2. For our 2015 tax filing we will also be able to claim a dependent (child) deduction. As this is our first child I don't know much about what that will or will not do for us.===>your child ‘d decrease your taxable income by $4K for 2015 on your federal return 1040 I mean; however, your W/A on your W4 may be different from the number of exemptions you claim on your actual federal return. Exemptions are claimed on your Form 1040. They reduce your taxable income $4K each for 2015, and, therefore, your income tax liaiblity. You are allowed one exemption for yourself, one for your spouse, and one for each qualifying dependent. HOWEVER, Allowances are claimed on Form W-4 .Each allowance you claim reduces the amount of your income that is withheld for taxes. The point of Form W-4 is to help your employer estimate how much tax you’ll owe on the wages they pay to you, so that they can withhold the appropriate amount from your paychecks.So, the link between the two concepts is that the maximum number of allowances you can claim depends on the number of exemptions you’re allowed to claim , though, if you want, you can choose to claim fewer allowances than the amount to which you’re entitled.In other words, choosing not to claim the maximum number of allowances on your W-4 will only increase the amount of income tax withheld from your paychecks. It will not have any effect on your ability to claim the appropriate number of exemptions on your Form 1040.


How will this deduction effect our W4 claims choices, if at all? I.E. does it allow for us to claim 3 (if is is not a good idea otherwise) given our desire to not owe any money when we file for 2015?====>>> your child claimed on your tax return is often not the same as allowance on the Form W-4. Allowances on the W-4 are designed to reduce your income by the amount of non-taxable income calculated on your tax return. For instance, a single person not supported by someone else who has one job and rents an apartment alone with no investment income or self-employment income would be allowed to claim a dependent allowance for themselves on the 1040 form. They would also be allowed to claim a standard deduction. For 2015, the standard deduction is $6,300 for singles. The allowance value is $4k for 2015. For this scenario, the individual would claim ($6,300+$4,000) $10,300/$4,000 or 2 allowances on a W-4 form. For those who itemize and have additional dependent, the calculation still requires someone to determine the income not subject to tax itemized deductions, student loan interest, dependents, etc. and divide it by the value of an allowance. The object is to get your tax withholding from your paychecks to match what you actually owe which is calculated on your 1040 Form. You don’t want a big refund, and you definitely don’t want to have a big additional tax bill!So, if you decide to claim more allowances than are valid for your situation, you will end up not paying enough tax through withholding for the year. This is not a smart move, and could subject you to underpayment penalties, and even interest! While a case could be made that it is legal, you must verify when you submit a W-4 to your employer that the number of allowances you are claiming is valid for your situation under penalty of perjury. Proper management of your withholding on W4 will keep the money that is yours in your pocket instead of providing an interest-free loan to the government.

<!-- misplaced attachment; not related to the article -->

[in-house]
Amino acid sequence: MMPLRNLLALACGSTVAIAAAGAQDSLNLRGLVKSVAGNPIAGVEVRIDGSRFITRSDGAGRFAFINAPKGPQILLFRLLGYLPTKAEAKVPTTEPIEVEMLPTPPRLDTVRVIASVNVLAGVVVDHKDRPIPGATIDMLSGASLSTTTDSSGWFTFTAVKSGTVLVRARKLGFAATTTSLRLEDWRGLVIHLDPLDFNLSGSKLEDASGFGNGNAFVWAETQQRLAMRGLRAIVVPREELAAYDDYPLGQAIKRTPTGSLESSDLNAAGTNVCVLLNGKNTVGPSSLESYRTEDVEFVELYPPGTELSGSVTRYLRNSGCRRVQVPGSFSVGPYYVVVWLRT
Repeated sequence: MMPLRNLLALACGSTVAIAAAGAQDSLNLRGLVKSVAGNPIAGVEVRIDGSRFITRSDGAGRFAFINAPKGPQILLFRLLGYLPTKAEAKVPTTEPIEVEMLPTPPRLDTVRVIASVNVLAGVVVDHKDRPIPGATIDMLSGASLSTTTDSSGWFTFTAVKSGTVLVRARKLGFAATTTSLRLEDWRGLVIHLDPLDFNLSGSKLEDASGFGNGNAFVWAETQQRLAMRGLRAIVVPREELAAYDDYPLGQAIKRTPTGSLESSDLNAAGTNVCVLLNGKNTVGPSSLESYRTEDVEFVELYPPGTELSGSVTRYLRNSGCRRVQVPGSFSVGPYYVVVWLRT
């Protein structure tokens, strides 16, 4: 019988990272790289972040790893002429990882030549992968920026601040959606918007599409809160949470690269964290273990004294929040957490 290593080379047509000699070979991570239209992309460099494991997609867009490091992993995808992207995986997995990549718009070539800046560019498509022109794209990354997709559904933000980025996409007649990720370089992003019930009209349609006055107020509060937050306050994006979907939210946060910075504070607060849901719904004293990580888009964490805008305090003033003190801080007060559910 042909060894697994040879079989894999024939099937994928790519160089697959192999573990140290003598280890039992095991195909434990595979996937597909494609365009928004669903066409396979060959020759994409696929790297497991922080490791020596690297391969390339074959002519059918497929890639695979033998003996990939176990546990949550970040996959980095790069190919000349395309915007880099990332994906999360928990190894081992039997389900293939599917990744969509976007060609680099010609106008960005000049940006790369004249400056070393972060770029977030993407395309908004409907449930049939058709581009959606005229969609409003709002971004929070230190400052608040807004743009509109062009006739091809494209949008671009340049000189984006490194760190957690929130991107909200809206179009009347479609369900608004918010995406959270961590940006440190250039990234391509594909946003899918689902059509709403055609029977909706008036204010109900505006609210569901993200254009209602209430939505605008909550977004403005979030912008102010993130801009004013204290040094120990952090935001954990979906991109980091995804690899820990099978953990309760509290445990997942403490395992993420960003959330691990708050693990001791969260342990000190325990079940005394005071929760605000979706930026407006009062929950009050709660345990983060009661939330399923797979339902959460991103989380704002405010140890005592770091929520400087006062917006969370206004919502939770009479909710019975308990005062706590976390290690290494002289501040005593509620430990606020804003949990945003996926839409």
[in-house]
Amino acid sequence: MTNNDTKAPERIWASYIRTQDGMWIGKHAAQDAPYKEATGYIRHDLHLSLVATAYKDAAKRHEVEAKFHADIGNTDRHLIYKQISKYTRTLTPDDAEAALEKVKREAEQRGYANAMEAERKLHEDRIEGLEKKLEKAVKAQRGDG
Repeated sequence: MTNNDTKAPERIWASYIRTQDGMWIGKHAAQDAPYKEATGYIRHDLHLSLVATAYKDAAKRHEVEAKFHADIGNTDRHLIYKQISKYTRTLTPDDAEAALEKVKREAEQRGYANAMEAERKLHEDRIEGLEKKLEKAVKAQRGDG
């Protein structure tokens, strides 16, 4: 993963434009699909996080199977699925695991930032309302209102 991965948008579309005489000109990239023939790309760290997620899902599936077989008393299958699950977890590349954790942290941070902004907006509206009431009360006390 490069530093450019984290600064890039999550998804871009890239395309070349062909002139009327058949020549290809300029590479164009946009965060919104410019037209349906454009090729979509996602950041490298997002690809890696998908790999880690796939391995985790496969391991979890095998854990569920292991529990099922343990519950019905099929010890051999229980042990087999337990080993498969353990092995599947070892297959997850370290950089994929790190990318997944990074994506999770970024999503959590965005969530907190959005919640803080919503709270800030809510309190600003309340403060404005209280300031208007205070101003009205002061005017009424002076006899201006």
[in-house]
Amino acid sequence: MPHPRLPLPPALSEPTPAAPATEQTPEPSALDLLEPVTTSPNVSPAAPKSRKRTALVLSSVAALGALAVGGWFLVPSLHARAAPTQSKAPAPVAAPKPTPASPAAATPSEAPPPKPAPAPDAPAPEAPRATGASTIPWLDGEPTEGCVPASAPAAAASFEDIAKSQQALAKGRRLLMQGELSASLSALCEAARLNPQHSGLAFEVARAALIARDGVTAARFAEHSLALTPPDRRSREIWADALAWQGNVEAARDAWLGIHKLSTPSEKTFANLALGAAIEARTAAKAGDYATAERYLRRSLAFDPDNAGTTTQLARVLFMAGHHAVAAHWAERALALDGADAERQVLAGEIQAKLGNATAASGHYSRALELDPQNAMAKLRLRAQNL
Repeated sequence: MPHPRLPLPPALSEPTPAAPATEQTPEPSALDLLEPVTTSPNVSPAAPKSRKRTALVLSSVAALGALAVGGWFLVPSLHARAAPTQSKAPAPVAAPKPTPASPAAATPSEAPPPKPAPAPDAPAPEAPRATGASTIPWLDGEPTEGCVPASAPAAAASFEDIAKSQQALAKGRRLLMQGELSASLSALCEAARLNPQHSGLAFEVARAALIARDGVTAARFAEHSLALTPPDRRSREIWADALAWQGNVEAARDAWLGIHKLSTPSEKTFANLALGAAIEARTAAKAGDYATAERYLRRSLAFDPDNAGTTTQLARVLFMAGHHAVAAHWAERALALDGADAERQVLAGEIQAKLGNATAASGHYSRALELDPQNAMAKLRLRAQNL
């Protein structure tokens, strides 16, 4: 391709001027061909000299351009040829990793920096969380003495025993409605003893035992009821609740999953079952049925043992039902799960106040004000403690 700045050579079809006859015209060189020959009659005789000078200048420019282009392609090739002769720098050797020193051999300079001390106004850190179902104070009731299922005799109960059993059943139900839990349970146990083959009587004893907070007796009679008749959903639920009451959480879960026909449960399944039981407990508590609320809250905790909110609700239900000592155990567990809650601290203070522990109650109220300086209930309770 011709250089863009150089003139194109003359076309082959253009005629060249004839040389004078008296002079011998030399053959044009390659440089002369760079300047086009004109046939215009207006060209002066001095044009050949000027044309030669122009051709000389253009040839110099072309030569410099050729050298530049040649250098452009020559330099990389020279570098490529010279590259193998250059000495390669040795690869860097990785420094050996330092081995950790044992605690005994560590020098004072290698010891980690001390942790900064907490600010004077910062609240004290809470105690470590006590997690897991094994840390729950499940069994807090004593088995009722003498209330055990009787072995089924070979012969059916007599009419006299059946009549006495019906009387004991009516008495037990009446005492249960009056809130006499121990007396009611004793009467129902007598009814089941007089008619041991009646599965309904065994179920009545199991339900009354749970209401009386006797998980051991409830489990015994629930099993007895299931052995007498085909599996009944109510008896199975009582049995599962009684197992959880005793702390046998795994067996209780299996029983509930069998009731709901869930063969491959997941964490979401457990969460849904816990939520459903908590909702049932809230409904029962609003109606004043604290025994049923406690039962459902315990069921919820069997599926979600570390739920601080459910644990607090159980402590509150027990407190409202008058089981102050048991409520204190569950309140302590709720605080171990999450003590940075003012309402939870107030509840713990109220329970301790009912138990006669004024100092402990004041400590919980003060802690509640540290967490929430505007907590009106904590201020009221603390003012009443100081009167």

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Old 04-29-2015, 09:13 PM
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Join Date: Apr 2015
Posts: 2
Wnhough - Thank you very much for your reply, it is very helpful.

Best,

Herb